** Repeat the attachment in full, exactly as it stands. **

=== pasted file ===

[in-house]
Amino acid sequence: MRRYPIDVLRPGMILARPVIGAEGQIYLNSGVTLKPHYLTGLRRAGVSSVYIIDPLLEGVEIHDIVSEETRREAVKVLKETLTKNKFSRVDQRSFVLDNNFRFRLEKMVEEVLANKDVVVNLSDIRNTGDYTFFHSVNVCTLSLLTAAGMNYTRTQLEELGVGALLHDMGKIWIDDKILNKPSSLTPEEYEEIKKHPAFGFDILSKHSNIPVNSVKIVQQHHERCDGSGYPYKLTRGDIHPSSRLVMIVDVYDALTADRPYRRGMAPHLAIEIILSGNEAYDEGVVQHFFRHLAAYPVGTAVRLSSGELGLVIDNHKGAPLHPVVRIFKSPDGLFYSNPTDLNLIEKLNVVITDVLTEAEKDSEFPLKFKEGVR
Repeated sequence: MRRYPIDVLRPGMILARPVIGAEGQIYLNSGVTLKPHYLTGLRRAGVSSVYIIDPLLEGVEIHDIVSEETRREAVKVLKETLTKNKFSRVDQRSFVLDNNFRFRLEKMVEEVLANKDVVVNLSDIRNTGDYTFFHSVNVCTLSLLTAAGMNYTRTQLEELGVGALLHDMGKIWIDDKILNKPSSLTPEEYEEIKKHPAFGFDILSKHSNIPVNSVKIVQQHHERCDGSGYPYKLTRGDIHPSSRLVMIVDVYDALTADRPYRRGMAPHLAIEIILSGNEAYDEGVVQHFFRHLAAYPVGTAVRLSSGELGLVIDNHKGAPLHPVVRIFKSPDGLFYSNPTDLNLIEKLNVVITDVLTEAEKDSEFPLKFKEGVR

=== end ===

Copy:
[in-house]
Amino acid sequence: MRRYPIDVLRPGMILARPVIGAEGQIYLNSGVTLKPHYLTGLRRAGVSSVYIIDPLLEGVEIHDIVSEETRREAVKVLKETLTKNKFSRVDQRSFVLDNNFRFRLEKMVEEVLANKDVVVNLSDIRNTGDYTFFHSVNVCTLSLLTAAGMNYTRTQLEELGVGALLHDMGKIWIDDKILNKPSSLTPEEYEEIKKHPAFGFDILSKHSNIPVNSVKIVQQHHERCDGSGYPYKLTRGDIHPSSRLVMIVDVYDALTADRPYRRGMAPHLAIEIILSGNEAYDEGVVQHFFRHLAAYPVGTAVRLSSGELGLVIDNHKGAPLHPVVRIFKSPDGLFYSNPTDLNLIEKLNVVITDVLTEAEKDSEFPLKFKEGVR
Repeated sequence: MRRYPIDVLRPGMILARPVIGAEGQIYLNSGVTLKPHYLTGLRRAGVSSVYIIDPLLEGVEIHDIVSEETRREAVKVLKETLTKNKFSRVDQRSFVLDNNFRFRLEKMVEEVLANKDVVVNLSDIRNTGDYTFFHSVNVCTLSLLTAAGMNYTRTQLEELGVGALLHDMGKIWIDDKILNKPSSLTPEEYEEIKKHPAFGFDILSKHSNIPVNSVKIVQQHHERCDGSGYPYKLTRGDIHPSSRLVMIVDVYDALTADRPYRRGMAPHLAIEIILSGNEAYDEGVVQHFFRHLAAYPVGTAVRLSSGELGLVIDNHKGAPLHPVVRIFKSPDGLFYSNPTDLNLIEKLNVVITDVLTEAEKDSEFPLKFKEGVR